FilExile deletes files or folders that Explorer won’t touch

FilexileDeleting files from Windows Explorer is usually very easy. Select your target, tap "Del", click the "Yes, I really mean it" button and the object disappears forever. (Or is sent to the Recycle Bin, anyway.)

Sometimes you’ll get an "in use" error, though, usually because the file is locked by Windows or the system. It’s best to find out why -- the file could be important -- but if all else fails, a specialist tool like Unlocker can help you to delete it anyway.

You might alternatively be warned that there’s a problem with the file name: it’s too long, "invalid", or something similar. This kind of issue will defeat even Unlocker-type programs, but fortunately FilExile is here to help.

The program downloads and installs quickly, and presents the user with a very basic interface. There’s a "Browse" button to select the offending file/ folder, or a "Target" box where you can specify it manually. Either way, click "Delete" when you’re done and the file should disappear forever.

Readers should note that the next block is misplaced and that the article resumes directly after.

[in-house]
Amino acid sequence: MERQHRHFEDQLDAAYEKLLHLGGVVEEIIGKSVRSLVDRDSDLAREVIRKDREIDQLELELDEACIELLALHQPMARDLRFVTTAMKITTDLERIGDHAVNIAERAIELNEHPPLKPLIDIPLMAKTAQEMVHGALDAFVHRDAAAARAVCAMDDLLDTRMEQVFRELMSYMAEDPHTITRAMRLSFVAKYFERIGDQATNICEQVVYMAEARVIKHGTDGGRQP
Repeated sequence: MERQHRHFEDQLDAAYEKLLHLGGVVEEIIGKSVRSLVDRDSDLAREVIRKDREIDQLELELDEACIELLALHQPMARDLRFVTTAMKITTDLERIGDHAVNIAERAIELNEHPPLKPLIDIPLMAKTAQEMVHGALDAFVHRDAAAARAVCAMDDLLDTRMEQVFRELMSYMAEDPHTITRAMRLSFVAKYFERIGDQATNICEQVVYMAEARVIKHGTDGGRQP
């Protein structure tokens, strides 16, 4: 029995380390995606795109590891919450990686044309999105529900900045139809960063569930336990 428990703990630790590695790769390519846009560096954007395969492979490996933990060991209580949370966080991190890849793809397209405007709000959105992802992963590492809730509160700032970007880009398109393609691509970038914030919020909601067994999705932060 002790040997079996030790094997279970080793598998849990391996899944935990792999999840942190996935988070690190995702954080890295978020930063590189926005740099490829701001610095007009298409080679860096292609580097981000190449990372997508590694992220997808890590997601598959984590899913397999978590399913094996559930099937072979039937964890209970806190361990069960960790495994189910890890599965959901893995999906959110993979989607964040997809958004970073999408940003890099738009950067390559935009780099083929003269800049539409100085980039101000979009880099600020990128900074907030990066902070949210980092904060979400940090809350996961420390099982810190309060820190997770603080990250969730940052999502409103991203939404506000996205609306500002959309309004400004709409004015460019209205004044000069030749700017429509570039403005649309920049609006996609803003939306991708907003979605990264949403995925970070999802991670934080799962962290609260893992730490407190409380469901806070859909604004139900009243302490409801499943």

This worked well in our first tests, correctly removing files with invalid names. It can’t delete locked files, however, so you’ll still need a copy of Unlocker.

Explore the menus and you’ll find one or two extras, particularly in the Options dialog. For instance, it can add an extension to Explorer, allowing you to delete files or folders from the right-click menu (Settings > Options > Advanced). There’s also a multi-threading option to speed up the deletion process.

The program even supports a command line interface for automated wiping, and this can additionally delete all the folders and files specified in a "job" file.

While more flexibility is always a good thing, we’re not quite sure how valuable these features will really be. If you regularly need this kind of batch delete option then you should probably investigate why your system is producing all these invalid files in the first place.

FilExile is an easy-to-use tool which can help you get rid of stubborn files and folders, though, and you should probably keep a copy around for emergency use.

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